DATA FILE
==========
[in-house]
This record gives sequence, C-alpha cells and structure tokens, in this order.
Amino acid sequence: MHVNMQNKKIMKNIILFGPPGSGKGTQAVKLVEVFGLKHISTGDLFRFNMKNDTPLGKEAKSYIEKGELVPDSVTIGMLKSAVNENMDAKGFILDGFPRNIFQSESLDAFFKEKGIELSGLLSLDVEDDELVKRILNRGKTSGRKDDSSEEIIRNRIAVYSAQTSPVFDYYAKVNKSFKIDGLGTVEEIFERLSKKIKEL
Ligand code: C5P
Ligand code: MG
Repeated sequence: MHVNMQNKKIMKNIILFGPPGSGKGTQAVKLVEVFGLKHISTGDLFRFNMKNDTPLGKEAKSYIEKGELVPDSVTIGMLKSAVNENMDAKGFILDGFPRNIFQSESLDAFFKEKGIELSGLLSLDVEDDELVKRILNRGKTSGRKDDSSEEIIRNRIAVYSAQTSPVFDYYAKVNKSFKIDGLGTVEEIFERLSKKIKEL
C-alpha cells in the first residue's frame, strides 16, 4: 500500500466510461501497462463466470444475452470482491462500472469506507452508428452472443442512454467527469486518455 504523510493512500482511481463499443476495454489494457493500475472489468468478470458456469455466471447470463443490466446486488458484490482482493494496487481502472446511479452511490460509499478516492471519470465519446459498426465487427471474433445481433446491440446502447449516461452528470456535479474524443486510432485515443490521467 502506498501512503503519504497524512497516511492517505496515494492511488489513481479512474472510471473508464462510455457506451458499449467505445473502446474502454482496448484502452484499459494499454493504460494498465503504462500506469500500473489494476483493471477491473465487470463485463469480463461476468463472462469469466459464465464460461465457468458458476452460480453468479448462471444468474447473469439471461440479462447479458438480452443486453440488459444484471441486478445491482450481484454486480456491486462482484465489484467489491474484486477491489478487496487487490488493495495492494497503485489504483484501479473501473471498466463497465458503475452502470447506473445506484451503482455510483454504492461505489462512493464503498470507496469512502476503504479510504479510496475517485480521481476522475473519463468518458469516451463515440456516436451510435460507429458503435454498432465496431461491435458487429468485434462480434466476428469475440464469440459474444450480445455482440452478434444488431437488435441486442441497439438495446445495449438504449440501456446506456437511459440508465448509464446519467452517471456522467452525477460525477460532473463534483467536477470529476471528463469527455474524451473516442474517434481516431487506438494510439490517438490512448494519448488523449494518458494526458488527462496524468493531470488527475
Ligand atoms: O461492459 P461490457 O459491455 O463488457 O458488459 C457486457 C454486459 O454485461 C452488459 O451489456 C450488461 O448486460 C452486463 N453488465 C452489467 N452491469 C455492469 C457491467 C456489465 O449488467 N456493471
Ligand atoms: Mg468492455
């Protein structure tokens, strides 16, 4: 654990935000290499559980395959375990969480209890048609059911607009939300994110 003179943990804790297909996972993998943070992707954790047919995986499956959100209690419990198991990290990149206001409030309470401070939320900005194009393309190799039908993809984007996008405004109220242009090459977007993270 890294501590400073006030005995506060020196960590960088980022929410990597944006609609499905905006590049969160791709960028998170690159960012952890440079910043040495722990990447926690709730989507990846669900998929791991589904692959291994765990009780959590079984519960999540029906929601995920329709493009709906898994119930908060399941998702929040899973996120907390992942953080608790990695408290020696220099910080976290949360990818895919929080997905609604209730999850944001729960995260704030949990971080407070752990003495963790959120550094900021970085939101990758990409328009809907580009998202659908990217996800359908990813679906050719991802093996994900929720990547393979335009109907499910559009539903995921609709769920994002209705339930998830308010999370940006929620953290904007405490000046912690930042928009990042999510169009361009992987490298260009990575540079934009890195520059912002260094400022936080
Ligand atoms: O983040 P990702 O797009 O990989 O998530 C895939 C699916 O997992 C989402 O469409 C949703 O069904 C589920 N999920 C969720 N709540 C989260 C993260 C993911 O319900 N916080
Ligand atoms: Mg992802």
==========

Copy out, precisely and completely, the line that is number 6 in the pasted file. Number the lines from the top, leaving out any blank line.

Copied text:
Repeated sequence: MHVNMQNKKIMKNIILFGPPGSGKGTQAVKLVEVFGLKHISTGDLFRFNMKNDTPLGKEAKSYIEKGELVPDSVTIGMLKSAVNENMDAKGFILDGFPRNIFQSESLDAFFKEKGIELSGLLSLDVEDDELVKRILNRGKTSGRKDDSSEEIIRNRIAVYSAQTSPVFDYYAKVNKSFKIDGLGTVEEIFERLSKKIKEL